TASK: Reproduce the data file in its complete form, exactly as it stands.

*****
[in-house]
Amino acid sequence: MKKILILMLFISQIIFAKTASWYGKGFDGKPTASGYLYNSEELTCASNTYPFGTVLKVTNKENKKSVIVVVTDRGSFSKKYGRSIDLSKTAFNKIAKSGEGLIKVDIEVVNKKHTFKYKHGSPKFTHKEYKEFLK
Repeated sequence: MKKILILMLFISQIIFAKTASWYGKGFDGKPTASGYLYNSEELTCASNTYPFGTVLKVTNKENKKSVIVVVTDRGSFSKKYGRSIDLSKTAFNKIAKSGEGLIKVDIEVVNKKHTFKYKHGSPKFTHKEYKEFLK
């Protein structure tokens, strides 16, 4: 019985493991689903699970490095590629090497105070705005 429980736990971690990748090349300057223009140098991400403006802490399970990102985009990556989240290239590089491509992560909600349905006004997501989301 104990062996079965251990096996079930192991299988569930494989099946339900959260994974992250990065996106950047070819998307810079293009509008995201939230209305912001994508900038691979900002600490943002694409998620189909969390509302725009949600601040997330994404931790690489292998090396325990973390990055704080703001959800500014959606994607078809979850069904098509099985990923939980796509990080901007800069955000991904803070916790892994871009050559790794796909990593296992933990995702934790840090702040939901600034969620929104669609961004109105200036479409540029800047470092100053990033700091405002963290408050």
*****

[in-house]
Amino acid sequence: MKKILILMLFISQIIFAKTASWYGKGFDGKPTASGYLYNSEELTCASNTYPFGTVLKVTNKENKKSVIVVVTDRGSFSKKYGRSIDLSKTAFNKIAKSGEGLIKVDIEVVNKKHTFKYKHGSPKFTHKEYKEFLK
Repeated sequence: MKKILILMLFISQIIFAKTASWYGKGFDGKPTASGYLYNSEELTCASNTYPFGTVLKVTNKENKKSVIVVVTDRGSFSKKYGRSIDLSKTAFNKIAKSGEGLIKVDIEVVNKKHTFKYKHGSPKFTHKEYKEFLK
């Protein structure tokens, strides 16, 4: 019985493991689903699970490095590629090497105070705005 429980736990971690990748090349300057223009140098991400403006802490399970990102985009990556989240290239590089491509992560909600349905006004997501989301 104990062996079965251990096996079930192991299988569930494989099946339900959260994974992250990065996106950047070819998307810079293009509008995201939230209305912001994508900038691979900002600490943002694409998620189909969390509302725009949600601040997330994404931790690489292998090396325990973390990055704080703001959800500014959606994607078809979850069904098509099985990923939980796509990080901007800069955000991904803070916790892994871009050559790794796909990593296992933990995702934790840090702040939901600034969620929104669609961004109105200036479409540029800047470092100053990033700091405002963290408050």